The move away from the SEO term was also batted about fairly comprehensively and this was interesting food for thought for our team at Fluid. We offer a very holistic approach to digital marketing, our copywriters demonstrate strong interest in the industries they write for and we’re pretty fluent in social media management too. Not to mention we have an in-house design team on hand to create beautiful infographics, ticking the ‘varied/quality/sharable’ box. Are we therefore doing ourselves a disservice in tainting ourselves with the grimy sheen of SEO? One to think about.
Integrating Search and Social Within the Wider Marketing Mix – Andy Betts, Judith Lewis, Jon Myers and Andrew Warren Payne
Despite being rewarded for our questions with chocolate (there was a bottle of Prosecco kicking around too), we proved that yes, we actually have evolved from the lab rat and we will not be tempted by treats (few put their hands up)! This stand was less impressive when I was later wishing I’d piped up for the Hotel Chocolat, but moving on…
This session essentially focused on going beyond search to create a bigger, more inclusive strategy. 3’s dancing pony was cited as a good example of a campaign that straddles multi-media and if the TV advert wasn’t super-viral purely through quirkiness, then the interactive ‘make your own pony dance’ strategy certainly was. User generated content is big business and if you can conquer social media, YouTube and the ad break in the middle of Corrie, then you’ve hit the marketing jackpot.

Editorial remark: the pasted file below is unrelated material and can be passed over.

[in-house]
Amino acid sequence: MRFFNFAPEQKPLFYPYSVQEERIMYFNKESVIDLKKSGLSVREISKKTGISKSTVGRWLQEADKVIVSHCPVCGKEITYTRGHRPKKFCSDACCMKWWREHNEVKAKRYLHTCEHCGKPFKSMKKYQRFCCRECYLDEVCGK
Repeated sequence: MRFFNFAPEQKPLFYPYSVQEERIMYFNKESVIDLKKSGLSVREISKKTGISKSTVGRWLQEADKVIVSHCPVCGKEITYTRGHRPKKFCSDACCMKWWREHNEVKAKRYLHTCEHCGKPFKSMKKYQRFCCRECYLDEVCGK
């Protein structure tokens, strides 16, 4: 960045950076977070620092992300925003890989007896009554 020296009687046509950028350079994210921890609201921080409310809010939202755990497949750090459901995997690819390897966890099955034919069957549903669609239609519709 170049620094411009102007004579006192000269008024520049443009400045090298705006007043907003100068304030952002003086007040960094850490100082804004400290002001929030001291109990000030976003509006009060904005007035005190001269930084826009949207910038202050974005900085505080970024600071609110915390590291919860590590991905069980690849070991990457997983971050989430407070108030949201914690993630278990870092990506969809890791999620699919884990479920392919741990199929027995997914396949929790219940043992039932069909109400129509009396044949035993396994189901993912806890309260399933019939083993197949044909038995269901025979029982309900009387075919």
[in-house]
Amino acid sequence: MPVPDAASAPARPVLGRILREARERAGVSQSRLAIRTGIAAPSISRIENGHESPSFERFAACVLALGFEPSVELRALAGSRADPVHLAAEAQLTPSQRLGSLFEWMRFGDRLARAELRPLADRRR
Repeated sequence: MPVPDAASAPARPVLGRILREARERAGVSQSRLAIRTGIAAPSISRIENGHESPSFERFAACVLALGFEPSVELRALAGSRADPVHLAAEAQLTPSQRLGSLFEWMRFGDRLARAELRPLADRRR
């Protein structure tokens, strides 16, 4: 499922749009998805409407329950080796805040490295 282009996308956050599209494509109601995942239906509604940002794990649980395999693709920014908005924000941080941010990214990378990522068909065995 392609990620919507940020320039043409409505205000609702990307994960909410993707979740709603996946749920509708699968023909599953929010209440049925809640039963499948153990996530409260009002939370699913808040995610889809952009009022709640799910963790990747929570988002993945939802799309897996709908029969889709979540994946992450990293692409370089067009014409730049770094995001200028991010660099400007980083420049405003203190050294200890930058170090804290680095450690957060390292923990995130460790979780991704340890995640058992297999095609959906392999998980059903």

I still wish I’d asked a question for chocolate though…
As Chris regaled you with lunch, here’s the deliciousness from day 2: Spanish meatballs with patatas bravas, crusty bread, salad and fruit kebabs for dessert (The tickets paid for themselves, they really did).
Keynote: Jeff Coglan – Matmi
Almost as exciting as a trip on the Smiler (but not quite, obviously), Jeff Coglan brought a little theme park amusement to an otherwise educational line-up. It seems cruel to say that every other session was pretty naff compared to Jeff’s so I’m not going to say that. But it’s fair to say that in terms of pure fun, Jeff had everyone eating out the palm of his hand with lots of cool grown-up stuff, like rollercoasters and monkeys.
Matmi specialises in digital production so we were expecting some pretty exciting apps and game showcases. Jeff and co. certainly didn’t disappoint and even riddled with flu, he put on a pretty good show. If it wasn’t for the meagre battery on my phone, we’d now all be feasting on a nifty video of one of Matmi’s designers controlling a monkey (later an army of monkeys) just with his movements. It was a little sketchy, but they knocked it up in two days so credit where it’s due. Aside from the dancing monkeys, we were also treated to an insight into the promo work behind Alton Tower’s latest white knuckler the ‘Smiler’. Luckily the Smiler game is on YouTube, so here’s a SAScon sample:
Delivering Insights From Social Media: Kristal Ireland & Sean Walsh